Trees for Forests & Wildlife
Sitamata Wildlife Sanctuary, Rajasthan, India
Trees for Forests and Wildlife
Plantation of 10,000 in the community lands of the villages of Samplipathar and Borankheda, Sitamata Wildlife Sanctuary, Rajasthan.
- Restore the surrounding areas of the Sanctuary to develop the habitat for the Giant Flying Squirrels.
- Mitigate the anthropogenic pressure in the core-areas by developing the buffer area at the periphery.
- Provide forest products to the community to provide steady means of income.
- Conserve the soil and water resources in the villages.
With changing land use and developmental activities, biodiversity in the low-lying areas faces a genuine threat. Habitat degradation, fragmentation, encroachment, anthropogenic pressure and occasional poaching are major issues of the area. Poaching and habitat loss have been mentioned as the prime threats to the Giant Squirrel, by the International Union for Conservation of Nature (IUCN). This is due to the habitat fragmentation due to loss of trees, that has made locomotion difficult for the species and resulted in the loss shelter, thus making them vulnerable to poaching. The plantation at the periphery will provide livelihood opportunities to the people preventing them from venturing into the forest and protect the animals and their habitats. The Food and Agricultural Organisation mentions the importance of Non-Timber Forest Products in the subsistence livelihoods practised by the local forest communities.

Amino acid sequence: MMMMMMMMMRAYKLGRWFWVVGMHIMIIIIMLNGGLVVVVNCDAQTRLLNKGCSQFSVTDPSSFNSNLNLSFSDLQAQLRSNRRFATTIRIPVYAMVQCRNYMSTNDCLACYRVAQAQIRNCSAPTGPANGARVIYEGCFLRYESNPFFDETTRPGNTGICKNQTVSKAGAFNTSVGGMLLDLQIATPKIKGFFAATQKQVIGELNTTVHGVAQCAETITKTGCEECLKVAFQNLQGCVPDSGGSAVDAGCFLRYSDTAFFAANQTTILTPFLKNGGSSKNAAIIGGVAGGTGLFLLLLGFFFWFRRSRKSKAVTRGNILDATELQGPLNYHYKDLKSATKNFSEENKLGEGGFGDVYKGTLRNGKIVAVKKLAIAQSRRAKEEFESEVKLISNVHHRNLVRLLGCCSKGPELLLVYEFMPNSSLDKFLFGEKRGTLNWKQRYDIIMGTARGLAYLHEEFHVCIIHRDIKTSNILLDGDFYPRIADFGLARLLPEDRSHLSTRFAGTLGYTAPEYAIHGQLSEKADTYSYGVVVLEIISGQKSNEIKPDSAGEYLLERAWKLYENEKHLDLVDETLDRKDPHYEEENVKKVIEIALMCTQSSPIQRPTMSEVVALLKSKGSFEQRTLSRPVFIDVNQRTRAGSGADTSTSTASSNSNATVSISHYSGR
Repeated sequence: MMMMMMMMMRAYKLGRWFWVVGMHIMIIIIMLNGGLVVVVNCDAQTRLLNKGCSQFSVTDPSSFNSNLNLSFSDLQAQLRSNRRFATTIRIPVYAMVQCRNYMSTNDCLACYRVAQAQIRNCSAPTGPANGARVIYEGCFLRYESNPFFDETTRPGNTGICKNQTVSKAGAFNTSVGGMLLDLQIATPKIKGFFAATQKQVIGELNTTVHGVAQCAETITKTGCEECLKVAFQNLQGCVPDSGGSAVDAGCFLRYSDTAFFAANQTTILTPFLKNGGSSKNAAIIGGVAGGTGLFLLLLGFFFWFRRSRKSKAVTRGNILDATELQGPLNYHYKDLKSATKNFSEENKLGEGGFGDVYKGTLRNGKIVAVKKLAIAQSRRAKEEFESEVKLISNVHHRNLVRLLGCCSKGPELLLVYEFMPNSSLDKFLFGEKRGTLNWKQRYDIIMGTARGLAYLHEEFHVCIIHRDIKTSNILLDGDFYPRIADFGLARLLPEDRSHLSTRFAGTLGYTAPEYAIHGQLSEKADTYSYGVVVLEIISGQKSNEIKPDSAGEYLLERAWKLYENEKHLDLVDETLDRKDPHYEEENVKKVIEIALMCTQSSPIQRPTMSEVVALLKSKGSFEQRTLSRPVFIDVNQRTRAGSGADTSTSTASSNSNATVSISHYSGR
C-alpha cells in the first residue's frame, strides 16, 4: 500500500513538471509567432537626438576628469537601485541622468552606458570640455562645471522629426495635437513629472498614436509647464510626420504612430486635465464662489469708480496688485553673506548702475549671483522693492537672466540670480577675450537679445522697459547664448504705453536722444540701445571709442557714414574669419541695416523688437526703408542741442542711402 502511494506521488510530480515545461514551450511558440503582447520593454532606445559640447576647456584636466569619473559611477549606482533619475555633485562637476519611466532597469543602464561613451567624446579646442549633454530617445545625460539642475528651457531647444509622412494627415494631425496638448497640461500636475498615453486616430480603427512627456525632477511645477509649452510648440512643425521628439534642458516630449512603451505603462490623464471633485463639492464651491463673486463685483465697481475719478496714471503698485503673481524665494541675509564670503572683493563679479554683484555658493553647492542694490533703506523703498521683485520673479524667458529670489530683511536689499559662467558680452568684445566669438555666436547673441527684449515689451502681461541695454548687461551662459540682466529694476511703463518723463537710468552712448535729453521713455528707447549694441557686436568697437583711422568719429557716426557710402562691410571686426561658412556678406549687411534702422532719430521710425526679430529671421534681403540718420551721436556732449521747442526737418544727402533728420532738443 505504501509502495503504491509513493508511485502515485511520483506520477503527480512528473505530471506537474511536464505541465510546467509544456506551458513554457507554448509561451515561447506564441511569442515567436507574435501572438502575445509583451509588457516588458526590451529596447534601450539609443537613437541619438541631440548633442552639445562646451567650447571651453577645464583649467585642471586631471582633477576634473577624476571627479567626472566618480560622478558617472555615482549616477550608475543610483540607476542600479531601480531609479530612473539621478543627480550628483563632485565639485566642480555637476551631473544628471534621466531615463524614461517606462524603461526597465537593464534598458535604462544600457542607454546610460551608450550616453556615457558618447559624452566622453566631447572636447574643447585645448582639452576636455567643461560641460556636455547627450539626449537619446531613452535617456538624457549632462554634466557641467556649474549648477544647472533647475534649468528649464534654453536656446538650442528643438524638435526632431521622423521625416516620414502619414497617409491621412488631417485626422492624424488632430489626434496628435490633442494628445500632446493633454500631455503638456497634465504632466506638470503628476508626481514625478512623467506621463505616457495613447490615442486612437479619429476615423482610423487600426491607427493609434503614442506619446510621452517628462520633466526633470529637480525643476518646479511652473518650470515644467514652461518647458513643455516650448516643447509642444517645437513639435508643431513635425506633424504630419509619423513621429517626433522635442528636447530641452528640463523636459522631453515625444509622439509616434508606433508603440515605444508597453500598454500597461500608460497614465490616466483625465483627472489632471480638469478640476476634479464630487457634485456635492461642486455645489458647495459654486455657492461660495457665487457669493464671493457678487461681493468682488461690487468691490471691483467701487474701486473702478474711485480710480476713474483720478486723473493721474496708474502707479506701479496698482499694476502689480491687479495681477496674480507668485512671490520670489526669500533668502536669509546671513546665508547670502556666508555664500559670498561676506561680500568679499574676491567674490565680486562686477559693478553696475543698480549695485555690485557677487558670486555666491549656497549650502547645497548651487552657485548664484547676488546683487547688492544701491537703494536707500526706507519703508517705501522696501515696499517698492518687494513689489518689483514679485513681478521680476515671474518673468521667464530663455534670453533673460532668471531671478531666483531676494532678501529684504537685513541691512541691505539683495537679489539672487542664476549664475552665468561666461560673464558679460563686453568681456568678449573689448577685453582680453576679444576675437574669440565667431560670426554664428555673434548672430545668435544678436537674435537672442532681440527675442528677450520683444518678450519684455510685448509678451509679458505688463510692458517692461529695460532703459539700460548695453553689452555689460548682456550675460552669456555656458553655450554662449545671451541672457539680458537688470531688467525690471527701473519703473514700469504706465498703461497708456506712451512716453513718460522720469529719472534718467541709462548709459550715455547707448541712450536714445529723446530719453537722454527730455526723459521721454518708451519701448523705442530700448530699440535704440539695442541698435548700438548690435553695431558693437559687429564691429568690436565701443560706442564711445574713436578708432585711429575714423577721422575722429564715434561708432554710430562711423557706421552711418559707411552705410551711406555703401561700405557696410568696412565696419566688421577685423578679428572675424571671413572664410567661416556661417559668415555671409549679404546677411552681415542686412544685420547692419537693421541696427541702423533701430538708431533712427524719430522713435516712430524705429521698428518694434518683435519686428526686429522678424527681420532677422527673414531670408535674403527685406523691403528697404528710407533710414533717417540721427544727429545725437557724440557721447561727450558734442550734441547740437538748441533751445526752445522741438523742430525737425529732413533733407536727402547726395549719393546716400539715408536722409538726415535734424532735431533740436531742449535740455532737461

Trees like mahua (Madhuca longifolia), teak (Tectona grandis), dhao(Dracontomelon dao), bamboo(Bambusa vulgaris), ber(Ziziphus mauritiana), sadad(Terminalia arjuna) grow here in addition to the Ground Orchids(Spathoglottis plicata) which form a distinct species of the region.
The popular mammal species is the Indian giant flying squirrel and animal species at this location include chausingha, chital, nilgai, jungle cat, jackal, leopard, fox, hyena.
The bird species found here include the red turtle dove, parakeet, golden oriole, paradise flycatcher, blue-cheeked bee-eater, white-necked stork, red-vented bulbul, grey heron, white-breasted kingfisher.
The arboreal and nocturnal species, listed in the IUCN Red list has been marked under concerned species and their conservation is important to conserve the diverse fauna of the country that contributes to the gene pool. The trees will provide proper habitat to the species, like food, shelter and the means of locomotion thereby helping in their conservation.
Creating rural jobs, in remote areas where jobs are rare, in the nursery, planting and post-planting activity, amongst the tribal people, especially women. The 10,000 trees to be planted will create approximately 818 workdays of jobs in the nursery and planting activities alone. This will prevent the community to indulge in activities like poaching. Also, the involvement of the community during the plantation process will make them aware about the importance of conservation of the natural habitat of the area. These trees will provide flowers, fruit, fodder and fuel to rural communities and living creatures, improve water catchment, generate oxygen, reduce carbon dioxide in the atmosphere, fight climate change and benefit the Indian Giant Flying Squirrel, a species decreasing in numbers.
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